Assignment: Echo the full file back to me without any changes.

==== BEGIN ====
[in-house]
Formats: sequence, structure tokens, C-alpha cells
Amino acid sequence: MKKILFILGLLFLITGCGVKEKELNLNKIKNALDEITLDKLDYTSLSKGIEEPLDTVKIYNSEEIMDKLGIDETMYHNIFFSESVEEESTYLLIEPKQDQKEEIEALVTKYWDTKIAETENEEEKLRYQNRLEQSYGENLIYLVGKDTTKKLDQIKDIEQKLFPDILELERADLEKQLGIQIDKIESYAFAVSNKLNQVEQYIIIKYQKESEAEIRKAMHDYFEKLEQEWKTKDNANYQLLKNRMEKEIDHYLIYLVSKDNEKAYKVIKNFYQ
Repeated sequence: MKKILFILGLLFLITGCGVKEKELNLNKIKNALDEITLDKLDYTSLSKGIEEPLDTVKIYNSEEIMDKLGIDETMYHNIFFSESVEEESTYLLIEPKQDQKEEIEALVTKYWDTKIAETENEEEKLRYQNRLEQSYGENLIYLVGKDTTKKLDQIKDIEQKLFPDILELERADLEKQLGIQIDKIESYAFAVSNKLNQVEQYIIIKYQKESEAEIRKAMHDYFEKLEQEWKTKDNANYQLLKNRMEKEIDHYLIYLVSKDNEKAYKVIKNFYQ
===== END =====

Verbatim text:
[in-house]
Formats: sequence, structure tokens, C-alpha cells
Amino acid sequence: MKKILFILGLLFLITGCGVKEKELNLNKIKNALDEITLDKLDYTSLSKGIEEPLDTVKIYNSEEIMDKLGIDETMYHNIFFSESVEEESTYLLIEPKQDQKEEIEALVTKYWDTKIAETENEEEKLRYQNRLEQSYGENLIYLVGKDTTKKLDQIKDIEQKLFPDILELERADLEKQLGIQIDKIESYAFAVSNKLNQVEQYIIIKYQKESEAEIRKAMHDYFEKLEQEWKTKDNANYQLLKNRMEKEIDHYLIYLVSKDNEKAYKVIKNFYQ
Repeated sequence: MKKILFILGLLFLITGCGVKEKELNLNKIKNALDEITLDKLDYTSLSKGIEEPLDTVKIYNSEEIMDKLGIDETMYHNIFFSESVEEESTYLLIEPKQDQKEEIEALVTKYWDTKIAETENEEEKLRYQNRLEQSYGENLIYLVGKDTTKKLDQIKDIEQKLFPDILELERADLEKQLGIQIDKIESYAFAVSNKLNQVEQYIIIKYQKESEAEIRKAMHDYFEKLEQEWKTKDNANYQLLKNRMEKEIDHYLIYLVSKDNEKAYKVIKNFYQ